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Families sue Sacred Heart doctors, executives over patient deaths

In early July, Sacred Heart Hospital in Chicago was closed after the hospital’s owner and chief financial officer, along with four doctors, were arrested by federal authorities. The suspects are accused of egregious violations that a recently filed civil lawsuit claims led to the deaths of two patients.

The lawsuit points not only to the financial damage caused by Medicare fraud, but also to the toll it can take on human life.

According to the deceased patients’ families, their loved ones died as a result of doctors’ administering unnecessary surgeries in order to keep the patients in the hospital longer. These longer stays would allow the hospital and doctors to receive more Medicare payments.

In particular, the patients were given tracheotomies — slits in their necks to allow the insertion of breathing tubes. According to the lawsuit, both patients, a 70-year-old man and a 62-year-old woman, died because of complications caused by the procedures.

Those claims resemble the ones made by the Federal Bureau of Investigation. The agency’s affidavit alleges that the hospital owner urged staff members to extend the stay of tracheotomy patients. According to the federal complaint, the hospital could stand to collect $160,000 from Medicare for each tracheotomy patient who remained in the hospital for 27 days.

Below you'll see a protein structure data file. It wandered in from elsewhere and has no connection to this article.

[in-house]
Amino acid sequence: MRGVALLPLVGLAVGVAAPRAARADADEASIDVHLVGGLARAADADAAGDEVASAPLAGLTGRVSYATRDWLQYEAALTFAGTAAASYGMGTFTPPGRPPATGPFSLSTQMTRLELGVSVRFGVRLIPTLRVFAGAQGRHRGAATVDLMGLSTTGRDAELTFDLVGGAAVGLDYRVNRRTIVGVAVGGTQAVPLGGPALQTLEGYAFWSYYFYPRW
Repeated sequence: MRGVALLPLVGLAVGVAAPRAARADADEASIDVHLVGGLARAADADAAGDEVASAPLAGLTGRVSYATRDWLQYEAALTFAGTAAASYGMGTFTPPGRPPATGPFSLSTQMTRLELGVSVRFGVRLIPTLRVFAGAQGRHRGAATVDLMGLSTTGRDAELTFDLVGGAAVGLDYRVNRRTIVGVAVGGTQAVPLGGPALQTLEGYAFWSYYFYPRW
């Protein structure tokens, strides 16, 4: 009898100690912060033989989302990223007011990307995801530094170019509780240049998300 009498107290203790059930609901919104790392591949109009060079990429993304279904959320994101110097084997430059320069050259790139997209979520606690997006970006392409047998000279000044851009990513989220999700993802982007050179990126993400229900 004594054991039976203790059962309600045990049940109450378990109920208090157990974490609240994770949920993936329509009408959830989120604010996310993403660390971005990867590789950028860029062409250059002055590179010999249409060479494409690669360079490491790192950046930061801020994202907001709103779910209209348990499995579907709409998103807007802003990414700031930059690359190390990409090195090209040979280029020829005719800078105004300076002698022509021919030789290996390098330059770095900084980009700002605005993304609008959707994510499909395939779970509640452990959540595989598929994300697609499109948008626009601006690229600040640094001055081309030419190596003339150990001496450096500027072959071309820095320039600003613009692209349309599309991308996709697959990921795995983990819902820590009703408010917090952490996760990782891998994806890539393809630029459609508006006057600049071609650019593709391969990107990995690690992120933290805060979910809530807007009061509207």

By Aug. 13, federal prosecutors will have decided whether or not to charge the doctors and the other two defendants, though the likelihood of criminal charges in this case appears quite strong.

Not every instance of medical malpractice or wrongful death is linked to a criminal investigation. In some cases, the only way to achieve legal justice is through a civil claim. Illinois residents who would like to learn more about medical malpractice are encouraged to visit our medical negligence site. Our firm helps families and individuals achieve the justice they deserve.

Source: Crain’s Chicago Business, “Sacred Heart sued in two patient deaths,” Andrew L. Wang, July 29, 2013


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